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An authority is the document that enables a client (seller, landlord or other person) to appoint an agency to act (buy, sell, lease or manage real estate) on their behalf.
An authority may be:
- drafted by an estate agent
- drafted by a legal practitioner
- in a standard form from the Real Estate Institute of Victoria (REIV)
- purchased from a commercial publisher.
Information for property sellers
For more information on the different types of sales authorities, see Selling property with or without an agent.
Contents of an agency authority
An agent must include the following information and statements in all authorities:
- details of the commission and expenses agreed with a client
- the agreed commission and expenses stated as a dollar amount or a percentage (if a percentage is stated, an example of the dollar amount it represents must also be given)
- a statement, using the wording approved by Consumer Affairs Victoria, advising where a complaint about commission or expenses can be made
- a rebate statement using the wording approved by Consumer Affairs Victoria.
If you use an authority that does not include this information, you risk losing the commission and being fined.
Additional information must be included in particular authorities:
- an authority to sell must state the agent’s estimate of the selling price, in the wording approved by Consumer Affairs Victoria. This price can be a single figure or a range of up to 10 per cent.
- a sole or exclusive authority must have a statement advising that, unless otherwise agreed, the authority ends:
- 30 days after the date of an auction, or
- 60 days after the date an authority is signed for a private sale.
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An estate agent or agent’s representative must complete the rebate statement in an authority, to indicate whether or not they will receive any rebates or discounts. These might be received for advertising, maintenance or other expenses paid on behalf of or by a client.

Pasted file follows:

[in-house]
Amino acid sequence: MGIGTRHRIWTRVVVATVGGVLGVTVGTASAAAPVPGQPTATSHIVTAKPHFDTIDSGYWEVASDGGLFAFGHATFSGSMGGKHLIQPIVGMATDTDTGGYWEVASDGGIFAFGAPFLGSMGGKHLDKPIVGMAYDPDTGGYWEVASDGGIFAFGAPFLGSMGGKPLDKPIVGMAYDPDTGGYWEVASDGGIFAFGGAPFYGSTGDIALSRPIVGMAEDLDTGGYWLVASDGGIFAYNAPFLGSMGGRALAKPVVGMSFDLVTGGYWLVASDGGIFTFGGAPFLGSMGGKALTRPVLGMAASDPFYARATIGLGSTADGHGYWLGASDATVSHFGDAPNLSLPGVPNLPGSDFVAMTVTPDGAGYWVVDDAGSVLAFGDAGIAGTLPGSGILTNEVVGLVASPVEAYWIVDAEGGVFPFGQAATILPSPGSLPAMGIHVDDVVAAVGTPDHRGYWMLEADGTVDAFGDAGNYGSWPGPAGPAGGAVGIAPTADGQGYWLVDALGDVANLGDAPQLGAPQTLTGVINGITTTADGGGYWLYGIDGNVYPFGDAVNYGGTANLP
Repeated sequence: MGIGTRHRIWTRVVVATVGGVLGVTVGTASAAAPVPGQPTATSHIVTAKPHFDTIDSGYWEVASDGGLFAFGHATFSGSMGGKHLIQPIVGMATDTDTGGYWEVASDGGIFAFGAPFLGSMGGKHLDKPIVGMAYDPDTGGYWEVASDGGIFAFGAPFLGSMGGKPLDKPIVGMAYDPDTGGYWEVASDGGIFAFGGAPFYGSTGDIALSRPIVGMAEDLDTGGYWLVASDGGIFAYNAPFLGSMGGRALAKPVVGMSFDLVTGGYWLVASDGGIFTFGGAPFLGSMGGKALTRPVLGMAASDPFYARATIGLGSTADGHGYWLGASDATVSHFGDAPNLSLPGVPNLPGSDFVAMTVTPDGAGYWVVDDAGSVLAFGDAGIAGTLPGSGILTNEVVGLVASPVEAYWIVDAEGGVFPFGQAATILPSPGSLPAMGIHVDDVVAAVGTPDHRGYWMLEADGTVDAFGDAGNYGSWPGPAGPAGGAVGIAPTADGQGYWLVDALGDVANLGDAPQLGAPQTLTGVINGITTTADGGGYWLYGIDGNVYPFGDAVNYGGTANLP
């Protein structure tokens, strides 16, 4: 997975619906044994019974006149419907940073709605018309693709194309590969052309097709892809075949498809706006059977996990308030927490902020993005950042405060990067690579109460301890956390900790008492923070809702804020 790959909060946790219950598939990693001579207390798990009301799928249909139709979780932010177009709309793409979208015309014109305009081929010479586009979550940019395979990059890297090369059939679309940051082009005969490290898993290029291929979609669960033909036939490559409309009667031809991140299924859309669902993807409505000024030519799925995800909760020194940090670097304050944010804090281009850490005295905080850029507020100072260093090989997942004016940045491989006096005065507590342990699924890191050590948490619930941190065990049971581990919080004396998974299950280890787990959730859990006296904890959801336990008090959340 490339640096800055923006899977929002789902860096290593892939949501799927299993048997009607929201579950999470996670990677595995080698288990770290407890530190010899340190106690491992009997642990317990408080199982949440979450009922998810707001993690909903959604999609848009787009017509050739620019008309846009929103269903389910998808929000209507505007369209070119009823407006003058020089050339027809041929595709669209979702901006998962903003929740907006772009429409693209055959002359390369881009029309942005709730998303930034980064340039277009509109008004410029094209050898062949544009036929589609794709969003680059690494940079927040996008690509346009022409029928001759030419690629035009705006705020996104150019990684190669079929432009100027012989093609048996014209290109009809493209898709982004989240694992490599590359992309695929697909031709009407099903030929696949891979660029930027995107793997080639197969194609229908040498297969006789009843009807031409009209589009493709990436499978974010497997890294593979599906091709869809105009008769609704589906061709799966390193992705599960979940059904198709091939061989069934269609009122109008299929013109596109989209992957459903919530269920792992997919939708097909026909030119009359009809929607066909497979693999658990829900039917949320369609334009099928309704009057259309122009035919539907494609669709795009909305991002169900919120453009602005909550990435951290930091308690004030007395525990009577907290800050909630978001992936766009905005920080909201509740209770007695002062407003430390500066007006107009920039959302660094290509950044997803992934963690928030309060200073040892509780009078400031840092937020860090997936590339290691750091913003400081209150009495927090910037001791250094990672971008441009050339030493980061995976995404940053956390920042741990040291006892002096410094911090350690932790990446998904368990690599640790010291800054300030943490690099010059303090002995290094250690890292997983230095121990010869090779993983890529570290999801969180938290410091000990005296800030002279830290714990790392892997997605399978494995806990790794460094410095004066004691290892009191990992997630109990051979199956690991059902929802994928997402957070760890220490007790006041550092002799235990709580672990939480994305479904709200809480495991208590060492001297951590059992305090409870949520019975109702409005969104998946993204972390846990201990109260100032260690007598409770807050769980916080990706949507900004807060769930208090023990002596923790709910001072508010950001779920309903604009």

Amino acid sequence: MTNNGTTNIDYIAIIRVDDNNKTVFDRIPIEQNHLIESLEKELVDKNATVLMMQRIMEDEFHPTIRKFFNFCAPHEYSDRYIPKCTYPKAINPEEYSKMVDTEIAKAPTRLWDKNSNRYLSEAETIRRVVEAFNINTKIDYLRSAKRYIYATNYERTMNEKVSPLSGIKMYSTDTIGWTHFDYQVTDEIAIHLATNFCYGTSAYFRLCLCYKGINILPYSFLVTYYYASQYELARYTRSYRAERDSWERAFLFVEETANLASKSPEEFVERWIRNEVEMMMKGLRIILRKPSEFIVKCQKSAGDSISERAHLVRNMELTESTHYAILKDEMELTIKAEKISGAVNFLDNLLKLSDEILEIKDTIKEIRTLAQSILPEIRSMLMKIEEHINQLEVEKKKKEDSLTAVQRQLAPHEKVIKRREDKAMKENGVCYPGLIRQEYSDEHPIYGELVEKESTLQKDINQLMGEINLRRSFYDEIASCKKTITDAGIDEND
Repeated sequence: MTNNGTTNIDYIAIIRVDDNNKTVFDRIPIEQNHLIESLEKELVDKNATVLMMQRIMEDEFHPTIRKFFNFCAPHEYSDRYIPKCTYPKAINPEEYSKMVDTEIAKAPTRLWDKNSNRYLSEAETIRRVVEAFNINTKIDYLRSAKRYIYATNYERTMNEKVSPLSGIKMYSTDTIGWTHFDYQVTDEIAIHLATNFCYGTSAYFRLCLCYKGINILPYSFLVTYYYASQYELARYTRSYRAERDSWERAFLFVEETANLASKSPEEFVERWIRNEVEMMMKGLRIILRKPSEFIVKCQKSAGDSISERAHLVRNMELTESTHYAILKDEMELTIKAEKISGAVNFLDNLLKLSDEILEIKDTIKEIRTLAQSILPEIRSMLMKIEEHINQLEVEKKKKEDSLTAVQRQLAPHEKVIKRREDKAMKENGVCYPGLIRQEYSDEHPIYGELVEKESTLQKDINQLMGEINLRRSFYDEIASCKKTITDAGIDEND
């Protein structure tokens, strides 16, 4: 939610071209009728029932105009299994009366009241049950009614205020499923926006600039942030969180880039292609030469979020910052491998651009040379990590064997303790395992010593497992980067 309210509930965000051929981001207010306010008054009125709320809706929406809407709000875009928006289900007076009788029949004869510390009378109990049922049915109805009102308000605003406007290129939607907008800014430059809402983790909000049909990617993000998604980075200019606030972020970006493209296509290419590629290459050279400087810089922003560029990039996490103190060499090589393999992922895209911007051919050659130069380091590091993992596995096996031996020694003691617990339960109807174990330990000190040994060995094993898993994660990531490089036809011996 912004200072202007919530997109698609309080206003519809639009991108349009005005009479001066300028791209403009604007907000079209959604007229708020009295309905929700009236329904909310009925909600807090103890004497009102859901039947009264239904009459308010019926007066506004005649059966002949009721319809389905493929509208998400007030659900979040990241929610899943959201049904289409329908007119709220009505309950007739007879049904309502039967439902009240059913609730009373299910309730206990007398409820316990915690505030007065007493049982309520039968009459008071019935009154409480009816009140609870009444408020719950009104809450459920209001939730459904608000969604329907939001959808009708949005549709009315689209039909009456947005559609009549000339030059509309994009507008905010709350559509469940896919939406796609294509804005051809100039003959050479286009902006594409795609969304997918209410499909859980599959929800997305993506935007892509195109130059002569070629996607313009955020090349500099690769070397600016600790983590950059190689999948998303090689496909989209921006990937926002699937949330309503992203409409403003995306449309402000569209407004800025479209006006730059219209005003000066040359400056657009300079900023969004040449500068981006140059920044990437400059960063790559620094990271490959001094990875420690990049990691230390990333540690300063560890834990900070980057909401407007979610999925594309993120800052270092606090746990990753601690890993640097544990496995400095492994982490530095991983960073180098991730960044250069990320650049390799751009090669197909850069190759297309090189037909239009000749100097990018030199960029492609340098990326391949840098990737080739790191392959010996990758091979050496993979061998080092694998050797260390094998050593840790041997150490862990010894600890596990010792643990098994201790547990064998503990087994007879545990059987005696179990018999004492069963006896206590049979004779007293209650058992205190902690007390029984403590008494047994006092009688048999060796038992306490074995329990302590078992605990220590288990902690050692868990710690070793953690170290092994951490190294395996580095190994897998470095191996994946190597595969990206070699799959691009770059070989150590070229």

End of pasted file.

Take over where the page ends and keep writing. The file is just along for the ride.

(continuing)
We provide two approved rebate statements. Choose the statement that suits your agency’s practices, based on whether you receive rebates or not.
It is illegal for an agent to keep a rebate, either monetary or non-monetary. It must immediately be paid to the client except if in anticipation you have already paid the amount or reduced the expenses charged.
If you receive a non-monetary rebate, you must pay the equivalent dollar amount to the client.
When calculating a client’s expenses, any rebates you receive or expect to receive should be factored in. If you do not know the exact expense, you should estimate it. If the actual expense is less than the estimate, the difference must immediately be paid to the client.
A client may recover any rebate they are entitled to but have not received.
An agent who illegally keeps a rebate is liable for a fine of up to 60 penalty units. If this occurs on three separate occasions over 12 months, the fine is up to 240 penalty units. For more information, view our Penalties page.
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If an agent is sharing commission with anyone other than an estate agent or agent’s representative who works in their agency, they must notify the client before the client signs an authority.
A commission sharing notice must be in the wording approved by us. It may be a separate document or, for convenience, included in an authority.
Download a copy of our Director approved form for use in agency authority - notice of commission sharing (Word, 79KB).
Entitlement to commission
An agent cannot claim or sue for commission or expenses for a property or business transaction unless they:
- have a written authority that includes all of the information and statements required by the Estate Agents Act 1980
- give the client a copy of the signed authority
- inform the client that the commission and expenses are negotiable, before they sign an authority.